We often think of success as the sum of what others make of our end results. But I’m starting to wonder if that’s really true. It’s not uncommon for us to hear from friends, family, clients that we are amazing or we do amazing work and most of us accept it graciously while simultaneously cringing inside and feeling like that impostor I mentioned above. I know you do. So why do we find it so hard to accept? We hear this and we see this in our growth, whether that be growth in our process or growth in our business. It’s there. So why is it so hard to actually believe it. Isn’t seeing believing? What have I actually achieved?
So frequently I am told I need to sit back and marvel at how “awesome” and “brave” my decision to take the path I took is, and I shift uncomfortably in my chair every. single. time. I HEAR what they are saying but inside… those little annoying voices are screaming “Impostor! Faker! More wine!” and I start to think back on my years since I first made that all important decision to actually quit my 9 to 5, soul-sucking, white-collar office job and jump off that proverbial ledge and into what is now my career. If we’re being frank, here, I didn’t jump. I was pushed. When the Global Economic Crisis finally hit Australia, it was bad. People were being let go from their jobs everywhere and losing their pensions and I was no exception. So when I was pulled into that tiny little office with my Boss and a woman from HR I knew what it meant. I was being given my marching orders.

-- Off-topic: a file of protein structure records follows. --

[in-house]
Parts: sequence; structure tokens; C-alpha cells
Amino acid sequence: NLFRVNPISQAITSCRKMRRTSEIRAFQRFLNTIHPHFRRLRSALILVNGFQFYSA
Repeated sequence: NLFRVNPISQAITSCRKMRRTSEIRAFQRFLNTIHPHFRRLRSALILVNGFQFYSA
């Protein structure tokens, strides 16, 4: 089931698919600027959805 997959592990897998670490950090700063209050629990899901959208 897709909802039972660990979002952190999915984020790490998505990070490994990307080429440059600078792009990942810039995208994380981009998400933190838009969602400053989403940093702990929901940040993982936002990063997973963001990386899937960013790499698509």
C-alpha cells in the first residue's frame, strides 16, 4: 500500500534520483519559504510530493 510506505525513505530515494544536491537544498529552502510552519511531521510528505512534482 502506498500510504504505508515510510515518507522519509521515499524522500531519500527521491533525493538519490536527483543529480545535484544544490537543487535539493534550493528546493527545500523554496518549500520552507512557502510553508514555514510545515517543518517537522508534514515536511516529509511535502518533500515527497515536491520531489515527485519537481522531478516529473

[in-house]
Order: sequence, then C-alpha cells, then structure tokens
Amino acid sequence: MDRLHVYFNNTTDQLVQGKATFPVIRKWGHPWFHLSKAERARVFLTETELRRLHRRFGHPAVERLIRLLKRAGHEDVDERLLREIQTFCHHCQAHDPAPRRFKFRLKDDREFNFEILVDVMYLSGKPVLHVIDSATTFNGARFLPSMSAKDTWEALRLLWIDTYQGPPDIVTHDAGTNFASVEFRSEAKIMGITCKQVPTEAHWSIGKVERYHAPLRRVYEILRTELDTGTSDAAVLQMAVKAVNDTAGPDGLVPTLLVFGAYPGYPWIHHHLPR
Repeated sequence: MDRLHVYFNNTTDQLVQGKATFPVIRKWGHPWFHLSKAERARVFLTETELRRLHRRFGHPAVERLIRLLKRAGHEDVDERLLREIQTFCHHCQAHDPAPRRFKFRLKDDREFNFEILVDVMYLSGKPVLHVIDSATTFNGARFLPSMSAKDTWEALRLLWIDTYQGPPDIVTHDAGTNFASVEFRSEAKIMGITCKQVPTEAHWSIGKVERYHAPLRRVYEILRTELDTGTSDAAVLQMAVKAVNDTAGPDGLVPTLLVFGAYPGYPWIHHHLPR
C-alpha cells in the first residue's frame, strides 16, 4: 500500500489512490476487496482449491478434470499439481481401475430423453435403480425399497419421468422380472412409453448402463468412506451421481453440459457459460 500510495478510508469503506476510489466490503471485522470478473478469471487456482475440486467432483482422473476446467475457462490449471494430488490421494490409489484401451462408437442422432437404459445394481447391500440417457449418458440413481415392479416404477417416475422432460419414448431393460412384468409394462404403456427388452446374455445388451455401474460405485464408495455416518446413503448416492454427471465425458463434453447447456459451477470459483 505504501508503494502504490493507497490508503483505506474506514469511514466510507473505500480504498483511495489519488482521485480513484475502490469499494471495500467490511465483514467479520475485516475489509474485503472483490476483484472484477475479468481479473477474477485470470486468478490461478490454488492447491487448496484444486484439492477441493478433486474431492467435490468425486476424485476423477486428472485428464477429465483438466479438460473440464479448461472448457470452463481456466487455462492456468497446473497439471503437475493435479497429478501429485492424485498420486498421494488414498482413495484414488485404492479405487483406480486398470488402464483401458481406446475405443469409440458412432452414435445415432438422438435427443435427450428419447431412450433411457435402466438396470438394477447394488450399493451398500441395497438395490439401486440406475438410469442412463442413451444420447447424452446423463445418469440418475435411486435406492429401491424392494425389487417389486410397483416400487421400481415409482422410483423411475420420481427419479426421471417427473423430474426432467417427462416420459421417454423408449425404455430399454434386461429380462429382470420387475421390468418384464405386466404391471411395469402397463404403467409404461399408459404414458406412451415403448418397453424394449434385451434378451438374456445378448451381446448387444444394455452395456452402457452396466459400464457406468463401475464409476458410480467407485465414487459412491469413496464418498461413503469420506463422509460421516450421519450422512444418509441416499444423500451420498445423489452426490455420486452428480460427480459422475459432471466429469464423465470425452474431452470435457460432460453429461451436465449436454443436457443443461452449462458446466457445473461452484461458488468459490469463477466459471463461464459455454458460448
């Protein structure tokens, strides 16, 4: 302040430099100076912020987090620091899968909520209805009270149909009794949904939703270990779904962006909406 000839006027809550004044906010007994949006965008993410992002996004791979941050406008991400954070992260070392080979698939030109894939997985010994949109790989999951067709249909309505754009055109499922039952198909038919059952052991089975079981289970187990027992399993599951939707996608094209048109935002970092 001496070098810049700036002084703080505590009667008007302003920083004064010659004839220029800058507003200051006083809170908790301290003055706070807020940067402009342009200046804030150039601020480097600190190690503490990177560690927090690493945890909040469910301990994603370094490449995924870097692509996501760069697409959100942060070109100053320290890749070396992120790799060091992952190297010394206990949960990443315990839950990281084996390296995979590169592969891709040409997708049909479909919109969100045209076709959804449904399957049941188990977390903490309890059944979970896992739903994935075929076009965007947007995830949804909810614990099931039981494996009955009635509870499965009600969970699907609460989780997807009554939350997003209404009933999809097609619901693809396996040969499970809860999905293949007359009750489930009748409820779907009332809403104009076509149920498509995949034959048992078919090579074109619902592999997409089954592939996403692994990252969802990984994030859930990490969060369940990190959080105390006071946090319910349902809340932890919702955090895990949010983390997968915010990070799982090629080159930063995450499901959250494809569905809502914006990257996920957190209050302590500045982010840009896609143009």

As we sat there in the cramped, glass-walled grey space I began to notice that they looked more nervous than I did. It was weird. I was the one being made redundant yet THEY were the ones who were nervous? It wasn’t until I came out and said that I knew why I was there and that I was okay with it that they relaxed and took deep breaths of relief. For me, it wasn’t the end of the world. I had already began to take my weekend warrior status as a photographer to the next step and I was preparing to go full-time. But up until then I actually lacked the drive. I was scared. What if it didn’t work? What if I didn’t have enough money saved? What if I sucked? But in that moment, it all made perfect sense. I needed to jump. And because I am afraid of heights, I needed that little push to do it. I got that push in the form of losing my job. So I jumped.